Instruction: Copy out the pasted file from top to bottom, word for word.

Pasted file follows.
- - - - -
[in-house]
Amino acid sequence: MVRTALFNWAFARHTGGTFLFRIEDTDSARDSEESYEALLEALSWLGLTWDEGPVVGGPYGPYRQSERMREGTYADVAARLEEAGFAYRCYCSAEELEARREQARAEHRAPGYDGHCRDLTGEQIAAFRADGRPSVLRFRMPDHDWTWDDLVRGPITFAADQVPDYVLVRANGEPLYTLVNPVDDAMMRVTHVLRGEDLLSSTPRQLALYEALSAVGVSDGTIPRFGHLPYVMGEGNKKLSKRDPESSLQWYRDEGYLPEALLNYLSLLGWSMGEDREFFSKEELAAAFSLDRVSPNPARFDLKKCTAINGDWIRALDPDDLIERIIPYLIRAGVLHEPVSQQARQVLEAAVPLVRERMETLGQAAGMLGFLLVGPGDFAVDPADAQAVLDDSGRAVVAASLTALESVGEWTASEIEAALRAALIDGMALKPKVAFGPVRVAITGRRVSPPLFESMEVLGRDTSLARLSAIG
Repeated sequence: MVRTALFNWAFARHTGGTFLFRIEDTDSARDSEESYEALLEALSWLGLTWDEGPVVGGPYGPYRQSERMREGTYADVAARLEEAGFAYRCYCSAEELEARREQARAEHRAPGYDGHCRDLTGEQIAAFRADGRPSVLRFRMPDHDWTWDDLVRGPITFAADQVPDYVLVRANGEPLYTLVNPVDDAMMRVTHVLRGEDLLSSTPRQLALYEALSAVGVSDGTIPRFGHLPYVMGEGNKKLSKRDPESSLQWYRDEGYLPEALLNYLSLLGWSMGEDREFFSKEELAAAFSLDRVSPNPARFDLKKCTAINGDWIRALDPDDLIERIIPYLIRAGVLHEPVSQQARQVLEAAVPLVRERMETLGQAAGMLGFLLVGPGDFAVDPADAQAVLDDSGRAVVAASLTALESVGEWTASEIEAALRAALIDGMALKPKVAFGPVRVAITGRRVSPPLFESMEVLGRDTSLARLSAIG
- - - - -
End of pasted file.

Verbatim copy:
[in-house]
Amino acid sequence: MVRTALFNWAFARHTGGTFLFRIEDTDSARDSEESYEALLEALSWLGLTWDEGPVVGGPYGPYRQSERMREGTYADVAARLEEAGFAYRCYCSAEELEARREQARAEHRAPGYDGHCRDLTGEQIAAFRADGRPSVLRFRMPDHDWTWDDLVRGPITFAADQVPDYVLVRANGEPLYTLVNPVDDAMMRVTHVLRGEDLLSSTPRQLALYEALSAVGVSDGTIPRFGHLPYVMGEGNKKLSKRDPESSLQWYRDEGYLPEALLNYLSLLGWSMGEDREFFSKEELAAAFSLDRVSPNPARFDLKKCTAINGDWIRALDPDDLIERIIPYLIRAGVLHEPVSQQARQVLEAAVPLVRERMETLGQAAGMLGFLLVGPGDFAVDPADAQAVLDDSGRAVVAASLTALESVGEWTASEIEAALRAALIDGMALKPKVAFGPVRVAITGRRVSPPLFESMEVLGRDTSLARLSAIG
Repeated sequence: MVRTALFNWAFARHTGGTFLFRIEDTDSARDSEESYEALLEALSWLGLTWDEGPVVGGPYGPYRQSERMREGTYADVAARLEEAGFAYRCYCSAEELEARREQARAEHRAPGYDGHCRDLTGEQIAAFRADGRPSVLRFRMPDHDWTWDDLVRGPITFAADQVPDYVLVRANGEPLYTLVNPVDDAMMRVTHVLRGEDLLSSTPRQLALYEALSAVGVSDGTIPRFGHLPYVMGEGNKKLSKRDPESSLQWYRDEGYLPEALLNYLSLLGWSMGEDREFFSKEELAAAFSLDRVSPNPARFDLKKCTAINGDWIRALDPDDLIERIIPYLIRAGVLHEPVSQQARQVLEAAVPLVRERMETLGQAAGMLGFLLVGPGDFAVDPADAQAVLDDSGRAVVAASLTALESVGEWTASEIEAALRAALIDGMALKPKVAFGPVRVAITGRRVSPPLFESMEVLGRDTSLARLSAIG